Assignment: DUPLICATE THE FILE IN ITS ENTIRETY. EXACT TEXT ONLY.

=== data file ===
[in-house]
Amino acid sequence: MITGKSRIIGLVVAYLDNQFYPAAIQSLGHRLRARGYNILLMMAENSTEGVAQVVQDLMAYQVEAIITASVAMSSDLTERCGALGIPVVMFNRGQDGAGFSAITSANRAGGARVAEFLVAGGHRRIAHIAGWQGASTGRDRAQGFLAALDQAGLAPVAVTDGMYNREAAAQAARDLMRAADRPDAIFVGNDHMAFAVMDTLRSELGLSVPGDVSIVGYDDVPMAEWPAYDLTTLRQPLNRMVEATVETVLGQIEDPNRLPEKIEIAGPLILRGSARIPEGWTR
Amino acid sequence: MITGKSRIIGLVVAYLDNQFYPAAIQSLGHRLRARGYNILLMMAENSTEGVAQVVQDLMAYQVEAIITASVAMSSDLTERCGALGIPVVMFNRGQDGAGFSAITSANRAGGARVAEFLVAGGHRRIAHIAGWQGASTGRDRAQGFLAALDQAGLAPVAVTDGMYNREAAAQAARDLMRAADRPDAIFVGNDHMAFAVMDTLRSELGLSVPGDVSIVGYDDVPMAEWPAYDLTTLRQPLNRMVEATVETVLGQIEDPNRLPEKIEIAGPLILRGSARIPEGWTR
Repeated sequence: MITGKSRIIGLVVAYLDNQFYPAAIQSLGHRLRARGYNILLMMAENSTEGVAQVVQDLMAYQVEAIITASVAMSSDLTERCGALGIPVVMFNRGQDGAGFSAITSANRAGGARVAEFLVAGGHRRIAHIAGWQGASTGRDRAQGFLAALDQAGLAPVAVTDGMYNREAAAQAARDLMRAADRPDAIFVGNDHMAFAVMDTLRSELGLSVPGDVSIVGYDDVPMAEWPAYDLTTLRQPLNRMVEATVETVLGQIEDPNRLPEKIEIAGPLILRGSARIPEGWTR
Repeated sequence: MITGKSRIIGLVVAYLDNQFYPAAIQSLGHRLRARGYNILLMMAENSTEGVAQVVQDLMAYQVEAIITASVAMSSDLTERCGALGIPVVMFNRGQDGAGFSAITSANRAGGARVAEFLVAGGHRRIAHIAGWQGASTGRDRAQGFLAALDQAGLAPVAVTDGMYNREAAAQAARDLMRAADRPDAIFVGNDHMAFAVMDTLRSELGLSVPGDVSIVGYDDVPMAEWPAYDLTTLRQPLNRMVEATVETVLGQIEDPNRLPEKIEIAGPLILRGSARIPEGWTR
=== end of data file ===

[in-house]
Amino acid sequence: MITGKSRIIGLVVAYLDNQFYPAAIQSLGHRLRARGYNILLMMAENSTEGVAQVVQDLMAYQVEAIITASVAMSSDLTERCGALGIPVVMFNRGQDGAGFSAITSANRAGGARVAEFLVAGGHRRIAHIAGWQGASTGRDRAQGFLAALDQAGLAPVAVTDGMYNREAAAQAARDLMRAADRPDAIFVGNDHMAFAVMDTLRSELGLSVPGDVSIVGYDDVPMAEWPAYDLTTLRQPLNRMVEATVETVLGQIEDPNRLPEKIEIAGPLILRGSARIPEGWTR
Amino acid sequence: MITGKSRIIGLVVAYLDNQFYPAAIQSLGHRLRARGYNILLMMAENSTEGVAQVVQDLMAYQVEAIITASVAMSSDLTERCGALGIPVVMFNRGQDGAGFSAITSANRAGGARVAEFLVAGGHRRIAHIAGWQGASTGRDRAQGFLAALDQAGLAPVAVTDGMYNREAAAQAARDLMRAADRPDAIFVGNDHMAFAVMDTLRSELGLSVPGDVSIVGYDDVPMAEWPAYDLTTLRQPLNRMVEATVETVLGQIEDPNRLPEKIEIAGPLILRGSARIPEGWTR
Repeated sequence: MITGKSRIIGLVVAYLDNQFYPAAIQSLGHRLRARGYNILLMMAENSTEGVAQVVQDLMAYQVEAIITASVAMSSDLTERCGALGIPVVMFNRGQDGAGFSAITSANRAGGARVAEFLVAGGHRRIAHIAGWQGASTGRDRAQGFLAALDQAGLAPVAVTDGMYNREAAAQAARDLMRAADRPDAIFVGNDHMAFAVMDTLRSELGLSVPGDVSIVGYDDVPMAEWPAYDLTTLRQPLNRMVEATVETVLGQIEDPNRLPEKIEIAGPLILRGSARIPEGWTR
Repeated sequence: MITGKSRIIGLVVAYLDNQFYPAAIQSLGHRLRARGYNILLMMAENSTEGVAQVVQDLMAYQVEAIITASVAMSSDLTERCGALGIPVVMFNRGQDGAGFSAITSANRAGGARVAEFLVAGGHRRIAHIAGWQGASTGRDRAQGFLAALDQAGLAPVAVTDGMYNREAAAQAARDLMRAADRPDAIFVGNDHMAFAVMDTLRSELGLSVPGDVSIVGYDDVPMAEWPAYDLTTLRQPLNRMVEATVETVLGQIEDPNRLPEKIEIAGPLILRGSARIPEGWTR